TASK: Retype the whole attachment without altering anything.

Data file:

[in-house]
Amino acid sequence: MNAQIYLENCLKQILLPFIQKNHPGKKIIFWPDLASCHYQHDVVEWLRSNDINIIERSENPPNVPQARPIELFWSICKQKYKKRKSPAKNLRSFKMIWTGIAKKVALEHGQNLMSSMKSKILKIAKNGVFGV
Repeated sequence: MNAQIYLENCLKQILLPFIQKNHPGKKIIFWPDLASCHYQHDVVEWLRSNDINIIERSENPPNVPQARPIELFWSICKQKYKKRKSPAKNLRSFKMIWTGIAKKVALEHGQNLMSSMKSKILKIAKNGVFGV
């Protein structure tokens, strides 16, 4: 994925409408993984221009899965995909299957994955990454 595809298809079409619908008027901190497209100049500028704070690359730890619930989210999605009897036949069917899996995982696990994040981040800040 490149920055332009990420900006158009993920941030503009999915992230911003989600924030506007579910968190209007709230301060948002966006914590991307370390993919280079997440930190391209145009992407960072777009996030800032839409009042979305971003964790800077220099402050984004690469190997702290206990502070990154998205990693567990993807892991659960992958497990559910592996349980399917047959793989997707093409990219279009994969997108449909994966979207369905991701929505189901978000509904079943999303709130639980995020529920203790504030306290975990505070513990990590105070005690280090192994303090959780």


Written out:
[in-house]
Amino acid sequence: MNAQIYLENCLKQILLPFIQKNHPGKKIIFWPDLASCHYQHDVVEWLRSNDINIIERSENPPNVPQARPIELFWSICKQKYKKRKSPAKNLRSFKMIWTGIAKKVALEHGQNLMSSMKSKILKIAKNGVFGV
Repeated sequence: MNAQIYLENCLKQILLPFIQKNHPGKKIIFWPDLASCHYQHDVVEWLRSNDINIIERSENPPNVPQARPIELFWSICKQKYKKRKSPAKNLRSFKMIWTGIAKKVALEHGQNLMSSMKSKILKIAKNGVFGV
């Protein structure tokens, strides 16, 4: 994925409408993984221009899965995909299957994955990454 595809298809079409619908008027901190497209100049500028704070690359730890619930989210999605009897036949069917899996995982696990994040981040800040 490149920055332009990420900006158009993920941030503009999915992230911003989600924030506007579910968190209007709230301060948002966006914590991307370390993919280079997440930190391209145009992407960072777009996030800032839409009042979305971003964790800077220099402050984004690469190997702290206990502070990154998205990693567990993807892991659960992958497990559910592996349980399917047959793989997707093409990219279009994969997108449909994966979207369905991701929505189901978000509904079943999303709130639980995020529920203790504030306290975990505070513990990590105070005690280090192994303090959780």